Effects of the COVID-19 pandemic on the management of ST-Segment elevation myocardial infarction in Indonesia: a cohort study

Eka Ginanjar, Arif Mansjoer, Lusiani Rusdi, Rizky Ramadantie, Hadiki Habib, Lies Dina Liastuti, Sally Aman Nasution, Idrus Alwi, Abdul Rashid Abdul Rahman

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Background: ST-segment elevation myocardial infarction (STEMI) is a form of acute coronary syndrome with high mortality rate. Management of STEMI should be performed as soon as possible to prevent further damage. With the emergence of coronavirus disease 2019 (COVID-19), it may face obstacles. To overcome those problems, some changes in policy focusing on fibrinolytic therapy in STEMI patients have been applied. This study aimed to identify the effects of COVID-19 in management of STEMI patients in Indonesia. Methods: This retrospective study was conducted in Dr. Cipto Mangunkusumo Hospital (CMH), the national referral center in Indonesia. We compared data between 2018 to 2019 and 2020 to 2021 as before and during COVID-19 pandemic period, respectively. We analyzed the effects of COVID-19 on STEMI patients' visits to hospital i.e., monthly hospital admission and symptoms-to-hospital, management of STEMI i.e., the strategies and time of reperfusion, and clinical outcomes of STEMI patients i.e., major adverse coronary event and mortality. Results: There was a significant statistically reduced mean of monthly hospital admissions from 11 to 7 (p = 0.002) and prolonged duration of symptoms-to-hospital during COVID-19 from 8 to 12 hours (p = 0.005). There was also a decrease in primary percutaneous coronary intervention (PPCI) procedures during COVID-19 (65.2% vs. 27.8%, p<0.001), which was accompanied by an increased number of fibrinolytic (1.5% vs. 9.5%, p<0.001) and conservative therapy (28.5% vs. 55.6%, p <0.01). Moreover, there was also a prolonged duration of diagnosis-to-wire-crossing time (160 vs. 186 minutes, p = 0.005), meanwhile, percentage of urgent PCI, door-to-needle time, and clinical outcomes were not statistically significant. Conclusions: During COVID-19 pandemic, the number STEMI patients declined in monthly hospital admission, delays in symptoms-to-hospital time, changes in type of reperfusion strategy, and delays in PPCI procedures in CMH. Meanwhile, fibrinolytic time and clinical outcomes were not affected.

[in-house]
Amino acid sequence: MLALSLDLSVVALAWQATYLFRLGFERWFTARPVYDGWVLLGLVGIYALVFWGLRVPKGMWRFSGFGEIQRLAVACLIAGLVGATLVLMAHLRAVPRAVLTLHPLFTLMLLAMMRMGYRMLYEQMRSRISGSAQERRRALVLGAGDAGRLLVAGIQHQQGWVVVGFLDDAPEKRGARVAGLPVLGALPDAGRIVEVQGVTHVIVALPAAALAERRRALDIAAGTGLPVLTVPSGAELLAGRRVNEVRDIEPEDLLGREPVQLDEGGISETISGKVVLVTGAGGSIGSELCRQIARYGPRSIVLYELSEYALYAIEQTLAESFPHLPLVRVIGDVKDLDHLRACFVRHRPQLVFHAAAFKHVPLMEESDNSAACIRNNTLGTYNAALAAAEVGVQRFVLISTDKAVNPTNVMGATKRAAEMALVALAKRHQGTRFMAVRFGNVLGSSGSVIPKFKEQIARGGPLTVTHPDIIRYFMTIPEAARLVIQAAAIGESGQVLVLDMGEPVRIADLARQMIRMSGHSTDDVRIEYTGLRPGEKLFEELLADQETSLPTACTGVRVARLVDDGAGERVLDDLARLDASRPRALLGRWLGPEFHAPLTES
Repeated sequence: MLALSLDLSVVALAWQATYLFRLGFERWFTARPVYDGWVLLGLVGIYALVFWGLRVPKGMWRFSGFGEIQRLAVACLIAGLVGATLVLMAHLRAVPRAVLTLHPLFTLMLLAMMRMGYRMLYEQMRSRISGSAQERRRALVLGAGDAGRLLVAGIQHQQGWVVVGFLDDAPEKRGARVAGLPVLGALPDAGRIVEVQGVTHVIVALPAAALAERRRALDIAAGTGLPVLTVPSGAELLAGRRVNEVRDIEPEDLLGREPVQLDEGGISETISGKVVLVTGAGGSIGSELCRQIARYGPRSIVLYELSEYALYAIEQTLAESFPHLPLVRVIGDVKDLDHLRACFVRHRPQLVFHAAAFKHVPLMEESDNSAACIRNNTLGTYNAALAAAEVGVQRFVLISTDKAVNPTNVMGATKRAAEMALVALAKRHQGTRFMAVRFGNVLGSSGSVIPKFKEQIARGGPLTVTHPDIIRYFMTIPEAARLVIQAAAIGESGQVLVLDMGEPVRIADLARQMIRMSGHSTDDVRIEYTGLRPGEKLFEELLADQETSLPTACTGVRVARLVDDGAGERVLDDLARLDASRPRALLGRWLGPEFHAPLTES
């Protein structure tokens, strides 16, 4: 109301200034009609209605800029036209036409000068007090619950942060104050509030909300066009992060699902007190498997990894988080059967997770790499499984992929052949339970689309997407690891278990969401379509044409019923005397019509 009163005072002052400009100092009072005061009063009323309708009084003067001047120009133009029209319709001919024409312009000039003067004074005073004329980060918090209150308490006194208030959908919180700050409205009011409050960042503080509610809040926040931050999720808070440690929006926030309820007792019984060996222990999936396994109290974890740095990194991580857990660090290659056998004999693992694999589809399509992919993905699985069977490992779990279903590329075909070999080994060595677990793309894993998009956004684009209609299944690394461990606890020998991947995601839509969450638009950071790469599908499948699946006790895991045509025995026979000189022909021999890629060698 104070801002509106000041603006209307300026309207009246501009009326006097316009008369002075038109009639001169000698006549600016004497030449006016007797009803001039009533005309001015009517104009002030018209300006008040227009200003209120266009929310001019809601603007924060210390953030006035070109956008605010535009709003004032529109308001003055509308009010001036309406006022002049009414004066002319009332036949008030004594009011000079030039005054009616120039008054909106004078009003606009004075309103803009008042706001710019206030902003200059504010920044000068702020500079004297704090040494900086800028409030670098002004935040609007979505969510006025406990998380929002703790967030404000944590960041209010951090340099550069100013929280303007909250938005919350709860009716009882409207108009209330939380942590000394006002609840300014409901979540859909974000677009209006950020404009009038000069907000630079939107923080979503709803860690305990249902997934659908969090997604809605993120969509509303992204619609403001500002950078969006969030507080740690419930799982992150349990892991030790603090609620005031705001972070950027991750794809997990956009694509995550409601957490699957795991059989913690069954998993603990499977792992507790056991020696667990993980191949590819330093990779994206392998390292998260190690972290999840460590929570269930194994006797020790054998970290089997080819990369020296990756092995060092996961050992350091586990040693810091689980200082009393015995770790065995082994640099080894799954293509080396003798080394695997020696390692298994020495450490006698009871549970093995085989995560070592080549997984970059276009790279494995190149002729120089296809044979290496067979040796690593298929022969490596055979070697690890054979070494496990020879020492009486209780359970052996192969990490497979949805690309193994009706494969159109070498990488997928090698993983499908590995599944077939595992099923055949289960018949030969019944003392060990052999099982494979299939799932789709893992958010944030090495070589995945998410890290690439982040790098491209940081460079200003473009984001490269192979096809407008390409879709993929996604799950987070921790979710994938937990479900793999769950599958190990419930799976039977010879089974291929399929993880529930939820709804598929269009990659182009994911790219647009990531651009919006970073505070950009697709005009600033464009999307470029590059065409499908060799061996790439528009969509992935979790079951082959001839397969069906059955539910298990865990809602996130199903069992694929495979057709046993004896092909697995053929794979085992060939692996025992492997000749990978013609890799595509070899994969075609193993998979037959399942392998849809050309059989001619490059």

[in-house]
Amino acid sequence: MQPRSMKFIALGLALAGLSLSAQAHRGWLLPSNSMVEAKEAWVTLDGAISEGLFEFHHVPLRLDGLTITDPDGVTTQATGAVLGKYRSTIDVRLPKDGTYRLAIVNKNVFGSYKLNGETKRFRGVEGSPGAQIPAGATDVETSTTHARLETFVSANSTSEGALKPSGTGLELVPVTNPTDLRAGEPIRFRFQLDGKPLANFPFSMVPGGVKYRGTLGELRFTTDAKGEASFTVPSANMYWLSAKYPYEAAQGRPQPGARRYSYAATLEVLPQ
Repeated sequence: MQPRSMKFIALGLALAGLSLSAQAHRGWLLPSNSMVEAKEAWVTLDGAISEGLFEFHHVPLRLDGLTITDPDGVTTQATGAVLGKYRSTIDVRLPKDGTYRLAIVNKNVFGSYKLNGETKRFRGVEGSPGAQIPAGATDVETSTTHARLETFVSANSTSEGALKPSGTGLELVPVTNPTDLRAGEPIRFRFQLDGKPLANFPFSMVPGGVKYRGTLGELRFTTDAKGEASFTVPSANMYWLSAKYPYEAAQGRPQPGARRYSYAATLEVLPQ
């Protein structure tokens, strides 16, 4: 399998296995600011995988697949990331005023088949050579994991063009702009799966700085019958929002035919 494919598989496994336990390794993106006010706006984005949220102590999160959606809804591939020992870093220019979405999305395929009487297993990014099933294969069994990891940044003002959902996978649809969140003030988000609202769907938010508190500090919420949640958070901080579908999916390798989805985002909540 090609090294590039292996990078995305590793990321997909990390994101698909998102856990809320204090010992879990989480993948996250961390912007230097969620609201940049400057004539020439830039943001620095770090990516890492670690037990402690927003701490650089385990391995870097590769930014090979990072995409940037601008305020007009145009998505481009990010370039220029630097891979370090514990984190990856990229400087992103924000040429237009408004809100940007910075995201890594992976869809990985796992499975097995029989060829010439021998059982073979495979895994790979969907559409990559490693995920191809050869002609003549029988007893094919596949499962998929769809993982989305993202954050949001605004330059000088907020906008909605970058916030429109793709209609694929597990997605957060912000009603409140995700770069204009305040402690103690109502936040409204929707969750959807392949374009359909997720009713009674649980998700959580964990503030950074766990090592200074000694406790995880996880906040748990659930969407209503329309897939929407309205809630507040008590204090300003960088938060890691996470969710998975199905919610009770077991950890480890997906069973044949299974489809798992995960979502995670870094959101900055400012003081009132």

Original languageEnglish
Article number629
Publication statusPublished - 2022


  • COVID-19
  • hospital admission
  • MACE
  • mortality rate
  • reperfusion strategy
  • reperfusion time
  • symptoms-to-hospital time


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